Egypt's constitutional court insisted on Monday that an earlier court decision that led to the dissolving of Parliament must stand, ratcheting up a confrontation with the new president a day after he tried to reclaim legislative authority by unexpectedly ordering the country’s Islamist-led Parliament to reconvene.
State television said that the Supreme Constitutional Court, after discussing President Mohamed Morsi's order to Parliament on Sunday, refused to reconsider its decision, affirming that it was final and binding, news agencies reported. The development seemed to deepen the prospects for a confrontation between Mr. Morsi and his Islamist supporters on the one hand, and the military council and the courts on the other.
Earlier in the day, Mr. Morsi had appeared to be seeking to ease the sense of building confrontation. He attended a military graduation ceremony during which he was shown on television sitting next to Field Marshal Mohammed Hussein Tantawi, the leader of the military council. The two men chatted with each other, and Mr. Morsi smiled as he watched a karate demonstration by the cadets.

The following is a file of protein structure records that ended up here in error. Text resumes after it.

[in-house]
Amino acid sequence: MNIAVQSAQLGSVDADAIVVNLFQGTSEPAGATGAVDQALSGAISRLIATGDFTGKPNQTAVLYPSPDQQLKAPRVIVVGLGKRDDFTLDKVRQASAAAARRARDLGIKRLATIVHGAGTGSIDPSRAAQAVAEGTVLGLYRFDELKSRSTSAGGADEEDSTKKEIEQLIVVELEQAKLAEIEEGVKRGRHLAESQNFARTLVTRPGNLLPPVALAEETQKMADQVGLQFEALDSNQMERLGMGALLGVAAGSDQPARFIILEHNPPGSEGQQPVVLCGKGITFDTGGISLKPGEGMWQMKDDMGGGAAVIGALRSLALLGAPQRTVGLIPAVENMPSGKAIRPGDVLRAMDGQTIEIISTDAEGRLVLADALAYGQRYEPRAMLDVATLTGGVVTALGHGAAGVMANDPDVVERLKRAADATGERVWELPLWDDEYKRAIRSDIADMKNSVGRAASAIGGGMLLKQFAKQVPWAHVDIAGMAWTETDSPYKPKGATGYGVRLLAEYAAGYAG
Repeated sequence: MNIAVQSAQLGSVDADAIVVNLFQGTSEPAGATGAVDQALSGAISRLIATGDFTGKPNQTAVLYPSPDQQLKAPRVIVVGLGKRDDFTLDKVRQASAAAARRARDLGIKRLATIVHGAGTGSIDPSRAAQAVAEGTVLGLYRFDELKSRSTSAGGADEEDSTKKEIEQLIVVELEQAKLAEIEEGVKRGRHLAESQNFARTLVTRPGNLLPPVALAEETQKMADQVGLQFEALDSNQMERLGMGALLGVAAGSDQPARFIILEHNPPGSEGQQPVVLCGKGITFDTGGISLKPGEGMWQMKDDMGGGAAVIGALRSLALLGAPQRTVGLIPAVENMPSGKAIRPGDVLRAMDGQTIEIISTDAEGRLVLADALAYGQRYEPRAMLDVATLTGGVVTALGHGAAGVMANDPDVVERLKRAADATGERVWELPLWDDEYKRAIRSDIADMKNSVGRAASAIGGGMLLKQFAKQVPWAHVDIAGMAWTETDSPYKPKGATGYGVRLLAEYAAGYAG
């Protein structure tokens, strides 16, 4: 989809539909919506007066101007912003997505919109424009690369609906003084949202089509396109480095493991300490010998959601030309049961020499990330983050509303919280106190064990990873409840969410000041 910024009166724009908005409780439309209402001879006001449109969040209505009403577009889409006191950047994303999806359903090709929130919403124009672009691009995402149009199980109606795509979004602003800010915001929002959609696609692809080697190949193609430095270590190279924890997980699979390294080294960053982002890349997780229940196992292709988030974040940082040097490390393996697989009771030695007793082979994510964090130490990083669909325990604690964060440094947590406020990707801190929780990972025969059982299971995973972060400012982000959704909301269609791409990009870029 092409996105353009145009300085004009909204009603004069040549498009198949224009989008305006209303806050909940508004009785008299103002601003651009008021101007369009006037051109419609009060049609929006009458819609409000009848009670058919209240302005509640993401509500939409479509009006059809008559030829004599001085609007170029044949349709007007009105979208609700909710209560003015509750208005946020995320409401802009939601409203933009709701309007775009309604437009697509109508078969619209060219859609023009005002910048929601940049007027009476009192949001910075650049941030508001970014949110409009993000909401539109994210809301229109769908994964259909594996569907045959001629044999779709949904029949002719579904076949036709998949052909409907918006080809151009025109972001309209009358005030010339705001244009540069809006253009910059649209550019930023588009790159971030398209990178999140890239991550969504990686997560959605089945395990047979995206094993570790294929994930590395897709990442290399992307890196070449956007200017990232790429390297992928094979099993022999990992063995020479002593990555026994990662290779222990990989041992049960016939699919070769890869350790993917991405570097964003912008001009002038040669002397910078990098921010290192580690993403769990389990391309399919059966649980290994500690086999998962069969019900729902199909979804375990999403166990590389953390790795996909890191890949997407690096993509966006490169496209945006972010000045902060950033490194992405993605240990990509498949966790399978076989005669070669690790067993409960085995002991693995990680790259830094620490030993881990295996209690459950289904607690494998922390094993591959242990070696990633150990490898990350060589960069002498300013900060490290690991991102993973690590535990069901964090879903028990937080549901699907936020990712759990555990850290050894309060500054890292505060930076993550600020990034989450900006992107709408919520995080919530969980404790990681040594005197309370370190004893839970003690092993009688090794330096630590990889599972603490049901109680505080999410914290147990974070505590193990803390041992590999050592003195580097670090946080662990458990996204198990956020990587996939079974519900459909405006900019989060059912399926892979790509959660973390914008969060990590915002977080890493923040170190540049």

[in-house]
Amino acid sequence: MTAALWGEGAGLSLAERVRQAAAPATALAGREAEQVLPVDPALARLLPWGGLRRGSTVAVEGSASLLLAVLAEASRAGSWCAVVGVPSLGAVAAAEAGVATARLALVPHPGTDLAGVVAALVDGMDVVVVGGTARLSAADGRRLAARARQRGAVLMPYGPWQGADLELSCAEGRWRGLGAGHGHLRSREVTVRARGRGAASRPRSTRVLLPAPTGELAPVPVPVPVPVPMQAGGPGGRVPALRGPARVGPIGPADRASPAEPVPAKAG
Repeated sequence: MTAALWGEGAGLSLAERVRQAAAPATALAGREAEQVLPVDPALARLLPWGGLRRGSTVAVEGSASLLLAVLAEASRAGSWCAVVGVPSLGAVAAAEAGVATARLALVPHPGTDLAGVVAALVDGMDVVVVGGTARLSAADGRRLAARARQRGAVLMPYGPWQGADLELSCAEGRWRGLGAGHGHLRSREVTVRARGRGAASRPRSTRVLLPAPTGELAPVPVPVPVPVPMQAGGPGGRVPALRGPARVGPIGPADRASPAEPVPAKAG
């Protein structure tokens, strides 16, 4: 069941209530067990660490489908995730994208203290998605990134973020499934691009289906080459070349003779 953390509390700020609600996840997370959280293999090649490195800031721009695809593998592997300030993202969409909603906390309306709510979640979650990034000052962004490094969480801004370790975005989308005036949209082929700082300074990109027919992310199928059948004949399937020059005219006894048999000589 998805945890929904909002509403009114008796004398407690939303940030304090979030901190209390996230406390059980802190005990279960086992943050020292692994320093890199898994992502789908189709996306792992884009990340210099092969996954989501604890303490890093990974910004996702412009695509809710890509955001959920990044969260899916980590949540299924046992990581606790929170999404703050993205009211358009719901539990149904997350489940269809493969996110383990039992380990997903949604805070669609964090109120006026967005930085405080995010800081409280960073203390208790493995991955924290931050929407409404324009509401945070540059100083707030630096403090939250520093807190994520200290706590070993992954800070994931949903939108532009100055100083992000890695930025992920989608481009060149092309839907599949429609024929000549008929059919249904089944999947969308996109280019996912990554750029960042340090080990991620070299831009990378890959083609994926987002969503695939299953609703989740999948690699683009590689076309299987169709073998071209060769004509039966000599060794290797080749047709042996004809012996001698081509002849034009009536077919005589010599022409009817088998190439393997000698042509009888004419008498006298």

But by midday Monday, the military had made no official response to Mr. Morsi’s action, which struck many observers as an audacious challenge to the generals’ authority.
Some analysts said it seemed likely that the army had known of his plans, while others found it hard to believe the generals would tolerate such an open challenge to their power. “The decree could create a political crisis,” Gamal Eid, a prominent human rights lawyer, said on Sunday. “He has been waiting to make a decision to prove he is president of a republic.”